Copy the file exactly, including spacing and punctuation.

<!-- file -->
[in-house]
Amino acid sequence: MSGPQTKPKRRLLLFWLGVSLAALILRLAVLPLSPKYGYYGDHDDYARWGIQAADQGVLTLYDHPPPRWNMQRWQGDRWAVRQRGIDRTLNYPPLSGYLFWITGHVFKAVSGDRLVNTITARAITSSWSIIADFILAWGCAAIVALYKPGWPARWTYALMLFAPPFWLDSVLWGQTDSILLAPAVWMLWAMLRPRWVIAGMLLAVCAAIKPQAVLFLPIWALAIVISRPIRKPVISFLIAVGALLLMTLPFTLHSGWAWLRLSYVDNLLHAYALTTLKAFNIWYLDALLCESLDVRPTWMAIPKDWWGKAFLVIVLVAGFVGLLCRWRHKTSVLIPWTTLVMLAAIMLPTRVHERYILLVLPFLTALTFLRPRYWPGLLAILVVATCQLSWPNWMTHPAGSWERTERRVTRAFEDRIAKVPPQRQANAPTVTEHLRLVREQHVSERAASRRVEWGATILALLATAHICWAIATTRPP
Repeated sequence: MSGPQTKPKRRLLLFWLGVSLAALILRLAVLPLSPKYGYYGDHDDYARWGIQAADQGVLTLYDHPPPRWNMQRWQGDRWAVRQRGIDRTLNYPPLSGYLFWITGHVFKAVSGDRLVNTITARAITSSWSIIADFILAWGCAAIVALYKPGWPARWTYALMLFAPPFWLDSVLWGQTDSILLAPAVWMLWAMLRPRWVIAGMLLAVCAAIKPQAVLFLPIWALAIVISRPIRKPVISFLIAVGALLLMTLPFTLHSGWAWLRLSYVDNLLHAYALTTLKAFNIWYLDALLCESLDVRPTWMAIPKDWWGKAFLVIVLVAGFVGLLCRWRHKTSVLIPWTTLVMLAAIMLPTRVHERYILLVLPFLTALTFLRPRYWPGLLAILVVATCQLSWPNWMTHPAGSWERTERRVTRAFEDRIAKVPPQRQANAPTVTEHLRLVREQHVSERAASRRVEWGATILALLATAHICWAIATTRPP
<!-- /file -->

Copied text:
[in-house]
Amino acid sequence: MSGPQTKPKRRLLLFWLGVSLAALILRLAVLPLSPKYGYYGDHDDYARWGIQAADQGVLTLYDHPPPRWNMQRWQGDRWAVRQRGIDRTLNYPPLSGYLFWITGHVFKAVSGDRLVNTITARAITSSWSIIADFILAWGCAAIVALYKPGWPARWTYALMLFAPPFWLDSVLWGQTDSILLAPAVWMLWAMLRPRWVIAGMLLAVCAAIKPQAVLFLPIWALAIVISRPIRKPVISFLIAVGALLLMTLPFTLHSGWAWLRLSYVDNLLHAYALTTLKAFNIWYLDALLCESLDVRPTWMAIPKDWWGKAFLVIVLVAGFVGLLCRWRHKTSVLIPWTTLVMLAAIMLPTRVHERYILLVLPFLTALTFLRPRYWPGLLAILVVATCQLSWPNWMTHPAGSWERTERRVTRAFEDRIAKVPPQRQANAPTVTEHLRLVREQHVSERAASRRVEWGATILALLATAHICWAIATTRPP
Repeated sequence: MSGPQTKPKRRLLLFWLGVSLAALILRLAVLPLSPKYGYYGDHDDYARWGIQAADQGVLTLYDHPPPRWNMQRWQGDRWAVRQRGIDRTLNYPPLSGYLFWITGHVFKAVSGDRLVNTITARAITSSWSIIADFILAWGCAAIVALYKPGWPARWTYALMLFAPPFWLDSVLWGQTDSILLAPAVWMLWAMLRPRWVIAGMLLAVCAAIKPQAVLFLPIWALAIVISRPIRKPVISFLIAVGALLLMTLPFTLHSGWAWLRLSYVDNLLHAYALTTLKAFNIWYLDALLCESLDVRPTWMAIPKDWWGKAFLVIVLVAGFVGLLCRWRHKTSVLIPWTTLVMLAAIMLPTRVHERYILLVLPFLTALTFLRPRYWPGLLAILVVATCQLSWPNWMTHPAGSWERTERRVTRAFEDRIAKVPPQRQANAPTVTEHLRLVREQHVSERAASRRVEWGATILALLATAHICWAIATTRPP